High school at 16, college at 18: How one UI student aced the system


Vishesh Anand

Vivek Nair, senior in Engineering, explains the details of a cybersecurity project he’s working on. Nair, currently 18, will graduate from the University this spring, only four semesters after first enrolling.

By Vishesh Anand, Staff Writer

When Vivek Nair, senior in Engineering, was seven years old, he would tinker around on his father’s Windows XP laptop. He was fascinated by the machine and taught himself how to use it. Through trial and error, Nair figured out how to write code using batch programming. He remembers building random number generators or creating password protected files for fun.

It was at that very young age, Nair said, he decided to pursue computer programming. It was the beginning of a journey that would later include designing and selling a tablet, working at a startup, filing two patents, graduating high school and college all before turning 19.

Nair, currently 18, is on track to graduate this semester Summa Cum Laude in Computer Science. He will be completing his program within four semesters. The Daily Illini interviewed Nair about his journey at the University. 

This interview has been edited for length and clarity. 

The Daily Illini: How would you describe being the youngest person everywhere you went?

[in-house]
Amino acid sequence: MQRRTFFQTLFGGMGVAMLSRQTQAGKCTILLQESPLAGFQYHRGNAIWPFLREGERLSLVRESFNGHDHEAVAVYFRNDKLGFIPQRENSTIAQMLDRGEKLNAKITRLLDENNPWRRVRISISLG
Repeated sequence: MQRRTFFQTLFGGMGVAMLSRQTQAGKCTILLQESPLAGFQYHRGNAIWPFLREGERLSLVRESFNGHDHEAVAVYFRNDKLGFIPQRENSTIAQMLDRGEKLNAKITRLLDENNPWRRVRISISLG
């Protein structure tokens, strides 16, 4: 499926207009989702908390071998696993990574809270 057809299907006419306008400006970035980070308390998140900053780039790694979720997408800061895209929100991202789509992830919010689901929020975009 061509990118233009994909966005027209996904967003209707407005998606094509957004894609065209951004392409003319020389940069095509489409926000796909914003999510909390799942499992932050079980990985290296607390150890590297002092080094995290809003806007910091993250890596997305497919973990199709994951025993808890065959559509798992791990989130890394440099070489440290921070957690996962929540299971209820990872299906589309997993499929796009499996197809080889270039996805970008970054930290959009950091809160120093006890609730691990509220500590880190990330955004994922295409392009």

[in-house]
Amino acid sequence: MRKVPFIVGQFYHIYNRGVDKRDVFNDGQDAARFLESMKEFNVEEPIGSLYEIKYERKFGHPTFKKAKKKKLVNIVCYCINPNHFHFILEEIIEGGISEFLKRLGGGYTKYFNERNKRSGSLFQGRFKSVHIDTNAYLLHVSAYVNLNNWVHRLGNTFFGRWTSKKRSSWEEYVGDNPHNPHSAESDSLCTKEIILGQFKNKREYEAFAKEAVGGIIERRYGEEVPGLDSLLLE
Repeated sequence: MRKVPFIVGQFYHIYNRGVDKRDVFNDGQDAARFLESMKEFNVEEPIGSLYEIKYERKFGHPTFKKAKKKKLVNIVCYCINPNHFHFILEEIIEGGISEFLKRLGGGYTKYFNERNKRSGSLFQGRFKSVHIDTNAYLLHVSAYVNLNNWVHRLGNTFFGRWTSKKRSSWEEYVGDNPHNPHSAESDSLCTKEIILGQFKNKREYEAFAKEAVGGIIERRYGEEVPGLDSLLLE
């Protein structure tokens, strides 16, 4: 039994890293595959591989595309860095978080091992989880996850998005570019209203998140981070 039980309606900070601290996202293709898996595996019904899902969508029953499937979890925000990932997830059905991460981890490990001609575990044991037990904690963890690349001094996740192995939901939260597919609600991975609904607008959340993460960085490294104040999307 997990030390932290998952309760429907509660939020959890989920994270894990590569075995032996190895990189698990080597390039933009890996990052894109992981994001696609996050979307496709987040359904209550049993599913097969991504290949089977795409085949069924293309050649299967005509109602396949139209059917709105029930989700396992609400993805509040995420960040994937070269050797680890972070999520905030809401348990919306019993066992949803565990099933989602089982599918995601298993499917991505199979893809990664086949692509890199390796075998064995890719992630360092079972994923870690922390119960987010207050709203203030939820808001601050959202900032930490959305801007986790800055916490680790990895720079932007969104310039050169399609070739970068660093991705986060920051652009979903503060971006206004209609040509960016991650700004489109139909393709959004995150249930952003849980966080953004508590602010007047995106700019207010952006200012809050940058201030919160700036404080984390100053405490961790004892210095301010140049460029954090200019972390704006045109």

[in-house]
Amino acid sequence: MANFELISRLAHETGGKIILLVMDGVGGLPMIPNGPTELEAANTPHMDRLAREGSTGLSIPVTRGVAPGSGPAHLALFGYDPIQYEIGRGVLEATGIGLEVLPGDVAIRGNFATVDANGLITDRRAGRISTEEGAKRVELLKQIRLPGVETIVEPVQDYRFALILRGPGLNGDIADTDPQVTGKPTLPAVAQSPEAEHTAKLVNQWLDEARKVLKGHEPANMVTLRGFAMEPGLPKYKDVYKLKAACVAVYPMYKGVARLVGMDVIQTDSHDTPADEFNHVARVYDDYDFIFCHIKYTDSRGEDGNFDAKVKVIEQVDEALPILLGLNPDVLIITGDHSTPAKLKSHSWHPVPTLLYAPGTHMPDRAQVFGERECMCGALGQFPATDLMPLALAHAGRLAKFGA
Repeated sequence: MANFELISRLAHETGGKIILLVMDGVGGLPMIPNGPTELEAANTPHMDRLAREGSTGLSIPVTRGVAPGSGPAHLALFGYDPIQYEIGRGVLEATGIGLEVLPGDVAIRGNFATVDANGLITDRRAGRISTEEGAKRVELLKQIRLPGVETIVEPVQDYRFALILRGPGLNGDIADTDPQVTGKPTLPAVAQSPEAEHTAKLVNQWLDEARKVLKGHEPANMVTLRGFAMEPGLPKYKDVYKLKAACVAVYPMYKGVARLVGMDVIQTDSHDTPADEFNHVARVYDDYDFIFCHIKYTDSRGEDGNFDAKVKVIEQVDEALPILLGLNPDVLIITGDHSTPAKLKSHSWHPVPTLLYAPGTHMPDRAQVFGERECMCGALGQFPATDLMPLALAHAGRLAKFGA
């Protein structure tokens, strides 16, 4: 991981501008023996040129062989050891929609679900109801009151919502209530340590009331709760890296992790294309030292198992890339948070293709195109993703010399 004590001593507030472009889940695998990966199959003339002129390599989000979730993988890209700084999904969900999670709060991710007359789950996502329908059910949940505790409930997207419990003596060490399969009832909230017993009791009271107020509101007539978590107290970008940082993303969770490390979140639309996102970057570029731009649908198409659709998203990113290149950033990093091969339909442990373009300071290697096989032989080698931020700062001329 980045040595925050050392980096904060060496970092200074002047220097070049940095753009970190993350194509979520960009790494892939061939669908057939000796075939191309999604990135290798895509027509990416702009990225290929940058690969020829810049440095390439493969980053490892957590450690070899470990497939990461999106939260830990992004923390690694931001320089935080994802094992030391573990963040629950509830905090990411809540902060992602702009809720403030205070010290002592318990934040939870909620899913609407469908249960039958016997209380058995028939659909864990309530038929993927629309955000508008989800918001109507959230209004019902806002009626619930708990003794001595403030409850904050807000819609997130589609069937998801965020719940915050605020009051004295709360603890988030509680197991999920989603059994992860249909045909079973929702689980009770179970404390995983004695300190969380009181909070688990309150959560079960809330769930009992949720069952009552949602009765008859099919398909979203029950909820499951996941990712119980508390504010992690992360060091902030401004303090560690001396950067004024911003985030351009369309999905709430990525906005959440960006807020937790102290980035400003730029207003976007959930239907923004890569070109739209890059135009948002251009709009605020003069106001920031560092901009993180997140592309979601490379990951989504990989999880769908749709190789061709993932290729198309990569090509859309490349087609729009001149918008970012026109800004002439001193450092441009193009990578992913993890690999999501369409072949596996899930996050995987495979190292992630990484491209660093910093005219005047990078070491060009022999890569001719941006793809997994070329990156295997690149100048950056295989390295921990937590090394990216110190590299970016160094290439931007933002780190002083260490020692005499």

Nair: I’m used to being the youngest in a lot of situations. I skipped fourth grade and I started kindergarten a year early, so I was younger than everyone throughout school by at least one or two years. And then the biggest age difference was working at Holmusk, a healthcare startup in Singapore, when I was 13 years old. I was working in a company with medical staff, doctors and Ph.D.’s in computer science. It’s a sort of bizarre situation where there’s a 13-year-old kid leading a team with Ph.D.’s, people who you call doctor. I had to learn to value myself and not to underestimate myself because I’ve earned my position the same way everyone else did.

DI: What were some things that helped you graduate early? Did you have a lot of credits coming in?

Nair: I transferred a few AP courses, which most people do, but  AP Computer Science doesn’t even count towards the CS curriculum here. You sort of have to start from scratch. I was able to take the proficiency exams for those basic courses because I had the background, so my background was useful in letting me go a bit faster that first semester. 

DI: That still doesn’t explain how you’ve covered all your coursework within two years. Did you stay for the summer semesters?

Nair: Some of my semesters I did pretty much normal 17-18 hours, but some semesters, I took 27 credits because they were such basic classes, at least to me. I’ve never gotten less than an A. I also took courses at Parkland at the same time as taking them here.

DI: How did you manage that?